The Assembly’s budget proposal restores $4 million in aid to public libraries, for a total of $95.6 million. It also provides an additional $50 million over the executive proposal in construction grants for libraries, for a total of $64 million.

Making Higher Education More Affordable and Accessible

The Assembly budget proposal continues the Higher Education Road to Success Initiative by making a $16 billion investment to promote college affordability in New York State.

The Assembly also continues the Excelsior Scholarship, which makes SUNY and CUNY schools tuition-free for New Yorkers who earn less than $110,000 this year ($125,000 when fully phased in). Students who attend a private college in New York and earn less than $110,000 this year ($125,000 when fully phased in) would also be eligible for a scholarship award of $6,000.

The plan restores $24.6 million in aid to private colleges, known as Bundy Aid, and builds on the successful Foster Youth College Success Initiative started in 2015 by providing $6 million to support foster students on their path to higher education. Other measures include a new $25 million Martin Luther King, Jr. non-tuition scholarship to help close the affordability gap for even more families across the state.

Expanding Opportunity Programs and Tuition Assistance

The Assembly budget restores all college opportunity programs and increases their funding by $23.8 million – or 20 percent. The proposal allocates:

  • $41.4 million for the Higher Education Opportunity Program (HEOP), a $5.9 million increase;
  • $37.5 million for the Educational Opportunity Program (EOP), a $5.4 million increase;
  • $32.8 million for Search for Education, Elevation and Knowledge (SEEK), a $4.7 million increase;
  • $21.4 million for Liberty Partnerships, a $3.1 million increase;
  • $18.4 million for the Science and Technology Entry Program (STEP), a $2.6 million increase;
  • $13.9 million for the Collegiate Science and Technology Entry Program (C-STEP), a $2 million increase; and
  • $1.6 million for College Discovery, a $225,000 increase.

Keeping the DREAM Alive

Included in the Assembly budget proposal is the New York State Development, Relief and Education for Alien Minors (DREAM) Act, which expands access to higher education for the children of immigrants.

The DREAM Act would give undocumented college-bound students who meet certain eligibility requirements – such as attending high school in New York – access to the state Tuition Assistance Program (TAP) and other educational assistance programs, including the Higher Education Opportunity Program (HEOP), Educational Opportunity Program (EOP), Collegiate Science and Technology Program (C-STEP) and similar programs at community colleges.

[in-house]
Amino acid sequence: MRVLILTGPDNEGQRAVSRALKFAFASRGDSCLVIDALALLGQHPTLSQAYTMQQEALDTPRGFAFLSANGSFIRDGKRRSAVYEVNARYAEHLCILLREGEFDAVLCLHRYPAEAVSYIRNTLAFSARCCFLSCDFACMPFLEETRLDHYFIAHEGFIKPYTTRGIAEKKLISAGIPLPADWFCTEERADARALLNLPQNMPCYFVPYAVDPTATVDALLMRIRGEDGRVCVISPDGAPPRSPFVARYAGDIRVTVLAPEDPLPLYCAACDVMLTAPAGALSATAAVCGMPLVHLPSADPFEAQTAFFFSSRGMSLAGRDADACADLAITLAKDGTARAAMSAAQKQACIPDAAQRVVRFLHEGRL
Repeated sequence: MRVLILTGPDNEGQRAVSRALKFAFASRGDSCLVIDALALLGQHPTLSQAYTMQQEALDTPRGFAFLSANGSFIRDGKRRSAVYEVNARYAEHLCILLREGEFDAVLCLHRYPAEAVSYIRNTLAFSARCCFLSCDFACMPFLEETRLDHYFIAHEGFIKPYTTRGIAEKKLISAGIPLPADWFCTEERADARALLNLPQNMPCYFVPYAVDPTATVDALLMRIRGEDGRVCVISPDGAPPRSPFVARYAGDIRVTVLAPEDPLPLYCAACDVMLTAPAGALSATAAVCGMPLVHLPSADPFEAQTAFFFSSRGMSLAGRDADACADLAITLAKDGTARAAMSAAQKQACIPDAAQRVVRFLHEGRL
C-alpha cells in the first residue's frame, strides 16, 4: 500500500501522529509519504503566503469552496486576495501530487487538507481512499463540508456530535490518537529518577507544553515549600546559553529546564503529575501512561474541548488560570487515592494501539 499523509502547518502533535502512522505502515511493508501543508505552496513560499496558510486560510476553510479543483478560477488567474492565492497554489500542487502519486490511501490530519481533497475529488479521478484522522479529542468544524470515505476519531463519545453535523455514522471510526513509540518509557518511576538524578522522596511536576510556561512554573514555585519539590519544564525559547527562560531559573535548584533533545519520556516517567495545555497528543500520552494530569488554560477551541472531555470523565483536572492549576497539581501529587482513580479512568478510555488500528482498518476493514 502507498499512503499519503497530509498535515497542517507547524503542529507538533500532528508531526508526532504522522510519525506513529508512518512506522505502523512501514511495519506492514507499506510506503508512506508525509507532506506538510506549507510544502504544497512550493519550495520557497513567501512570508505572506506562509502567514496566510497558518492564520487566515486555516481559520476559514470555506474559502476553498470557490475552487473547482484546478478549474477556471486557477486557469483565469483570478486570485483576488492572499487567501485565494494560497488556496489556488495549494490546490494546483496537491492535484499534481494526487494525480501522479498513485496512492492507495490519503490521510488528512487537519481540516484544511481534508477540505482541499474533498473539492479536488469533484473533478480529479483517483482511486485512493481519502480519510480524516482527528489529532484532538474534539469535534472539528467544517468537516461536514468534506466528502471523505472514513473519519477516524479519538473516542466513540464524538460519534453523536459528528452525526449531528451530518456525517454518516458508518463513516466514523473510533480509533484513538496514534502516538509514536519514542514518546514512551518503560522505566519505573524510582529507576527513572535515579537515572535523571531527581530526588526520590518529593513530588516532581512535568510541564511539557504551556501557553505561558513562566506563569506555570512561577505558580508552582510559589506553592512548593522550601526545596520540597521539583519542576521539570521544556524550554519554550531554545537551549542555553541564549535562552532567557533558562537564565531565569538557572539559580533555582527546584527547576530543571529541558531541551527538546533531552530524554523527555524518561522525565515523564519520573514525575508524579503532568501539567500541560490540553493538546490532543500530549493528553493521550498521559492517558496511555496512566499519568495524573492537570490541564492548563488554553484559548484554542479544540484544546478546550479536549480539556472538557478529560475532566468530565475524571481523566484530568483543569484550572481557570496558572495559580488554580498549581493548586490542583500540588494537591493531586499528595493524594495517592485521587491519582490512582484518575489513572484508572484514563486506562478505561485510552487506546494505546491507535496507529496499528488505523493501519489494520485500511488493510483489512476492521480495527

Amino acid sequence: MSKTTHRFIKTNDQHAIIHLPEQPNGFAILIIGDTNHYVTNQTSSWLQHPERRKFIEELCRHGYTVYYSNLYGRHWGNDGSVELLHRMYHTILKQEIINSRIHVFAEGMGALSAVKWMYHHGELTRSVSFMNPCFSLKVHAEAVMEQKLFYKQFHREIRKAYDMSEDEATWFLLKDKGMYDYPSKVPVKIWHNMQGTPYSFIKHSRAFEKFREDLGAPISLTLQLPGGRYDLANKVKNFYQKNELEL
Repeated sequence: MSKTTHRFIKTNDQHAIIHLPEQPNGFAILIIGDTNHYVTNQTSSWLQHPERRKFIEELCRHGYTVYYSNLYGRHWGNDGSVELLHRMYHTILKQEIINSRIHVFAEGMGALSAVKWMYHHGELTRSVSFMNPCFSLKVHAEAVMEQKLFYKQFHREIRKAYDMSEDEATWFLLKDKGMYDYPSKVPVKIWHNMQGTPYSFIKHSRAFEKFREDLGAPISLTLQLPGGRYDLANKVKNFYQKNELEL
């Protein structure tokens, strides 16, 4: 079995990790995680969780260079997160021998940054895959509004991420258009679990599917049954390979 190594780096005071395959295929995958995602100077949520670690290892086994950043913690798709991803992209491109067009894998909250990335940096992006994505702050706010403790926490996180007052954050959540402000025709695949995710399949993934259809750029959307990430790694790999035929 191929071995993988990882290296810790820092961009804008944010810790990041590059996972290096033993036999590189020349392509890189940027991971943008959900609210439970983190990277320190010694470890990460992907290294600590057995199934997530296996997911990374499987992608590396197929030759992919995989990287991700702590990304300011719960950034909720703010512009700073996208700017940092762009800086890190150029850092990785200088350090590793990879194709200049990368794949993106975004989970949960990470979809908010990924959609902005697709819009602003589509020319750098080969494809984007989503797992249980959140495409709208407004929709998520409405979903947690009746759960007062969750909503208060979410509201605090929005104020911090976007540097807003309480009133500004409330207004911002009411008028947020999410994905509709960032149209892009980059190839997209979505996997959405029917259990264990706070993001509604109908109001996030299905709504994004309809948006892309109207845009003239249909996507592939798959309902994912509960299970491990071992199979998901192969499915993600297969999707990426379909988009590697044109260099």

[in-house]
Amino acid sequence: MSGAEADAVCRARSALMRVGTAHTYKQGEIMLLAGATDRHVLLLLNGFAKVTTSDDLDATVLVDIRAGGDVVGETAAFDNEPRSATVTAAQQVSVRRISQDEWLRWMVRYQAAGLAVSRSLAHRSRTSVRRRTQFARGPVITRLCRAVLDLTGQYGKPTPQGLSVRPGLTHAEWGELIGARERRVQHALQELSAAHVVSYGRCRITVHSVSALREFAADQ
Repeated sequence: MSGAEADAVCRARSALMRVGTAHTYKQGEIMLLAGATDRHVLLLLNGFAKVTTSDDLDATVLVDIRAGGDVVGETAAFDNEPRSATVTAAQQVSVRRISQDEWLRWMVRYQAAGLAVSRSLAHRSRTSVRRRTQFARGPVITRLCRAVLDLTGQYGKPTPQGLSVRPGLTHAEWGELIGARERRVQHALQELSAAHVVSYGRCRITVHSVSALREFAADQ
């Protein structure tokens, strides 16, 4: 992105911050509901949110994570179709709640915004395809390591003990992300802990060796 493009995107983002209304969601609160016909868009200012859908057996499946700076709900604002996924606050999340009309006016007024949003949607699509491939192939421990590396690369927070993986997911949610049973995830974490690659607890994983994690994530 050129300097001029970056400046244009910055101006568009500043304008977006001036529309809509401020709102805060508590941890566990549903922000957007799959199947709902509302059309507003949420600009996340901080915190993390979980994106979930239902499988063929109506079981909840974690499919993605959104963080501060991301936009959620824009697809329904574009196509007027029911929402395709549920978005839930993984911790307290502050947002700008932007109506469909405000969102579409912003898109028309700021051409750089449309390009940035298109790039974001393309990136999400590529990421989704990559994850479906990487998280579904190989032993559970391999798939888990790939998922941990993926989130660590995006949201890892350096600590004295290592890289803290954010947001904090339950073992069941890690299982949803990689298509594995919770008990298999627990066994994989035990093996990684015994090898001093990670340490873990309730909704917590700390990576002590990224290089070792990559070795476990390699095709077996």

Criminal Justice Reform

The Assembly’s 2018-19 state budget proposal includes meaningful policies to confront sexual harassment.

The proposal provides the state Attorney General the authority to prosecute criminal cases and defend civil cases for all protected classes and preserves a plaintiff’s right to confidentiality. It also allows a state or local government that has paid a victim on behalf of a public employee to recover payment from the employee responsible for the harassment. Further, it would require a neutral third-party arbitrator, ban mandatory arbitration agreements, void clauses in employment contracts that waive rights relating to discrimination claims and establish annual reporting requirements for employers related to discrimination.

In addition, under the proposal, the state Division of Human Rights would develop a model policy that would be made publicly available, and all employers, employment agencies and licensing agencies would be required to have a policy in place that meets the minimum standard established by the model policy. The Division of Human Rights would also be required to establish a 24-hour complaint hotline and develop informational materials for employers. Entities participating in any state or local competitive bidding process or applying for any state or local tax credit would also be required to have a policy prohibiting discrimination, including sexual harassment.

The Assembly’s 2018-19 state budget proposal contains comprehensive reforms to New York’s criminal justice system to help ensure all who encounter it are treated fairly and equally. These measures build on last year’s Raise the Age law by reforming the cash bail system and solitary confinement policies and ensuring speedy trials.

Reforming the Cash Bail System

Up to 60 percent – and up to 75 percent in New York City – of inmates in local jails are awaiting trials, not serving a sentence.1 Economic barriers should not determine whether a person, who has only been accused of certain offenses but not convicted, is stuck sitting in jail. The Assembly’s budget proposal reforms New York’s bail process and removes these barriers to create a more equitable bail process. Specifically, the proposal would eliminate cash bail in most instances for persons charged with misdemeanors and nonviolent felonies and require the court to impose the least restrictive alternative that would reasonably assure the defendant’s return to court. The Assembly’s proposed budget includes $5 million in additional funding to support the implementation of the bail reform provisions.